The Basics of Horse Hoof Conformation

Horse Hoof & Foot Care - hdr

The shape of the Horse Hoof will again determine any horse’s suitability for an equine ridden discipline …

Club Foot Horse Hoof

Club Foot – The slope of the front face of hoof exceeds 60 degrees.

The Horse often has long upright heels. Can be from contracture of DDF (deep digital flexor tendon) that was not addressed at birth or developed from nutritional imbalances or trauma.

It is fairly common with various degrees of angulation, from slight to very pronounced.

Best to use the horse in equine activities carried out in soft-footing & those that depend on strong hindquarter usage.

Horses with obvious club feet land more on the toes, causing toe bruising or laminitis.

The horse will generally do poorly at prolonged exercise, especially on hard or uneven terrain (eventing, trail riding).

Because the toe is easily bruised, the horse will move with a short choppy stride and may stumble often.

The horse will be a poor jumping prospect due to trauma incurred on heavy landing.

Coon Footed Horse Hoof

Coon-Footed – The slope of hoof wall is steeper than the pastern.

Often associated with long sloping pasterns tending to the horizontal, which breaks the angulation between pastern and hoof.

Usually seen in hind feet, especially in post-legged horses.

Paso Fino horses have coon foots sometimes due to a weak suspensory that allows the fetlock to drop.

Quite uncommon, it particularly affects speed sports and agility sports.

Coon feet create similar problems too long & sloping pasterns the horse is prone to run-down injuries on the back of the fetlock.

If the foot lift off is delayed in bad footing, ligament and tendon strain & injury to the sesamoid bones is likely.

Weakness to supporting ligaments due to post leg or injury to suspensory will result in a coon-foot as the fetlock drops.

The coon footed horse is mostly suited for low-speed exercise like pleasure riding or equitation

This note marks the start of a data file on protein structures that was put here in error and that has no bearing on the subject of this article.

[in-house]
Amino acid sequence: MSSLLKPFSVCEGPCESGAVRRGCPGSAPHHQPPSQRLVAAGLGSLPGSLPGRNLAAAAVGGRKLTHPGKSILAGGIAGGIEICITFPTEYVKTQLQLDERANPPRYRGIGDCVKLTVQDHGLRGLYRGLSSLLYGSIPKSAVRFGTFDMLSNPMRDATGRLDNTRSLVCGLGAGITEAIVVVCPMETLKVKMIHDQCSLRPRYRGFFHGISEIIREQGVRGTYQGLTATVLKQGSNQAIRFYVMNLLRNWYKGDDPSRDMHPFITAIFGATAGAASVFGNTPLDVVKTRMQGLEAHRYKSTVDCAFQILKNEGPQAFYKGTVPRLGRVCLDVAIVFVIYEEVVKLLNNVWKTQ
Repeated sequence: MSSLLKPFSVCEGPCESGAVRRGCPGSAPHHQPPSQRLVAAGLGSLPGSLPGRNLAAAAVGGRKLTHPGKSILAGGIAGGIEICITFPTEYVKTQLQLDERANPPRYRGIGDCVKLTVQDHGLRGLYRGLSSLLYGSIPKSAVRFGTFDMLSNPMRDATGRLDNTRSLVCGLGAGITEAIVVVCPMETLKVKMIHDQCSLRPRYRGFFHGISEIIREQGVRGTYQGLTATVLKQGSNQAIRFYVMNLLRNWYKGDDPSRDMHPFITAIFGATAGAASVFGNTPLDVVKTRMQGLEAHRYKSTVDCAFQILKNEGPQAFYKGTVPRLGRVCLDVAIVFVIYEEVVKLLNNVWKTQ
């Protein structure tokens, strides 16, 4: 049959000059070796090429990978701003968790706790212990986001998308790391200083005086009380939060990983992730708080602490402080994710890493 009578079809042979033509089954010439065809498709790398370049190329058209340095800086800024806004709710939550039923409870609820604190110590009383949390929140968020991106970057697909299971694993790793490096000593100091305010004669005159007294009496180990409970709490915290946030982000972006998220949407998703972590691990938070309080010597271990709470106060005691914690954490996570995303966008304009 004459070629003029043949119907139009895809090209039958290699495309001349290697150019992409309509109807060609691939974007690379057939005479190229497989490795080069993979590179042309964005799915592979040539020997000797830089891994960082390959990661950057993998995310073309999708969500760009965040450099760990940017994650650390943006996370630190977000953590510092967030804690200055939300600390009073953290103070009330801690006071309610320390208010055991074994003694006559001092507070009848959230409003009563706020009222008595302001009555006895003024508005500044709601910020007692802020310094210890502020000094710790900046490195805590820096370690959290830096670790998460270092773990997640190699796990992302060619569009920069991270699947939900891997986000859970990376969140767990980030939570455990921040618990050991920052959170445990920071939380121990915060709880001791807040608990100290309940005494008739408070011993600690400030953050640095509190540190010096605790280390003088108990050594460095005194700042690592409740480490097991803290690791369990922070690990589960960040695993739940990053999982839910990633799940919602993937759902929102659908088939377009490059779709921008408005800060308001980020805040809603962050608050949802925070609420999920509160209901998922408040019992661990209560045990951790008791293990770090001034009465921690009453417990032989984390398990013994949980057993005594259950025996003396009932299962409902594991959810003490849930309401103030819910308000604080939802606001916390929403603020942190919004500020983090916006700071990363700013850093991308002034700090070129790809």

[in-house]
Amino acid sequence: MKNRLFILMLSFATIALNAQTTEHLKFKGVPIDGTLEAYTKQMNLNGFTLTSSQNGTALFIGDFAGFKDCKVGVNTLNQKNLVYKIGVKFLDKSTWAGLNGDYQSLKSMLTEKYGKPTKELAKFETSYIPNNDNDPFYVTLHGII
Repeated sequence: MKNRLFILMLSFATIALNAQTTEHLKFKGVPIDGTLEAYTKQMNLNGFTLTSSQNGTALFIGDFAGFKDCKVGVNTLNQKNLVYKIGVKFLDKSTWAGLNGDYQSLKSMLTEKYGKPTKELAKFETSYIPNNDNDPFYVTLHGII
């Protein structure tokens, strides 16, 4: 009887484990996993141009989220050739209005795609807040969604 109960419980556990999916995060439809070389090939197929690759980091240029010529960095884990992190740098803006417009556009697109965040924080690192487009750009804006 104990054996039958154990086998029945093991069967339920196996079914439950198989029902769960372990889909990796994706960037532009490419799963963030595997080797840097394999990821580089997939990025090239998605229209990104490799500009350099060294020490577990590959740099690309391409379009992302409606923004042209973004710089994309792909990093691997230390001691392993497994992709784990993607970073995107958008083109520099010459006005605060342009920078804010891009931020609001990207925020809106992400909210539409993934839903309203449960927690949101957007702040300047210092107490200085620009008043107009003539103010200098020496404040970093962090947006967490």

Mule Feet – Horse hoof will be a narrow oval foot with steep walls

Mule feet are fairly common, usually seen in American Quarter Horses, Arabians, Saddlebreds, Tennessee Walkers, Foxtrotters and Mules

A mule foot provides little shock absorption for foot & limb, creating issues like sole bruising, corns, laminitis, navicular, sidebone, and ringbone.

Not all horses have soundness issues, especially if they are light on the front end & have very tough horn.

Because the hind end provides propulsion, it is normal to see more narrower hooves on the back feet compared to front.

Soft-terrain sports like polo, dressage, arena work (equitation, reining, cutting), and pleasure riding are most suitable

Contracted Heels – The heels appear narrow and the sulci of frogs are deep while the frog may be atrophied

Can be seen in any breed, but most common in American Quarter Horses, Thoroughbreds, Saddlebreds, Tennessee Walkers, or Gaited horses

Contracted heels are not normally inherited, but a symptom of un-soundness.

A horse in pain will protect the limb by landing more softly on it. Over time the structures will contract. The source of the pain should be explored by a vet.

Contracted heels create problems like thrush. The horse losses the shock absorption ability, creating navicular, sole bruising, laminitis, and corns.

It can restrict heel expandibility, causing lameness from pressure around coffin bone & reduced elasticity of digital cushion.

The horse is best used for non-concussion sports.

Thin Walls – The hoof wall is narrow and thin when viewed from the bottom.

Often associated with flat feet or too small feet. Common in American Quarter Horses, Thoroughbreds, and Saddlebreds.

Thin walls in the horse hoof reduce the weight bearing base support, and are often accompanied by flat or tender soles that bruise easily.

The horse hoof is subject to developing corns at the angles of the bar.

The horse will tend to grow long-toes with low heels, moving the hoof tubules in a horizontal direction, this reduces the shock absorption ability and increases the risk of lameness.

Less integrity for expansion and flexion of hoof, making it more brittle and prone to sand & quarter cracks.

A narrow white line makes it hard to hold shoes on.

A horse with thin hoof walls will do best when worked on soft footing.

Flared Hoof Wall …

One side of the hoof flares towards the bottom, relative to the steep appearance of the other side. The flared surface is concave.

Condition can be because horse hoof conformation was induced from angular limb deformity or mal-alignments of the bones within the hoof.

These conformational problems cause excess strain on one side of the hoof making it steepen, while the side with less impact grows to a flare.

The coronary band often slopes asymmetrically due to pushing of the hoof wall & coronet on the steep side, which gets more impact than the flared side.

Horse may develop sheared heels, causing lameness issues, contracted heels & thrush.

It can be acquired by unbalanced trimming methods, that stimulate more stress on one side of foot.

Chronic lameness may make the horse load the limb unevenly, even if the lameness may be in the hock or stifle.

The horse with flared hoof wall is best used in low-impact or low-speed sports.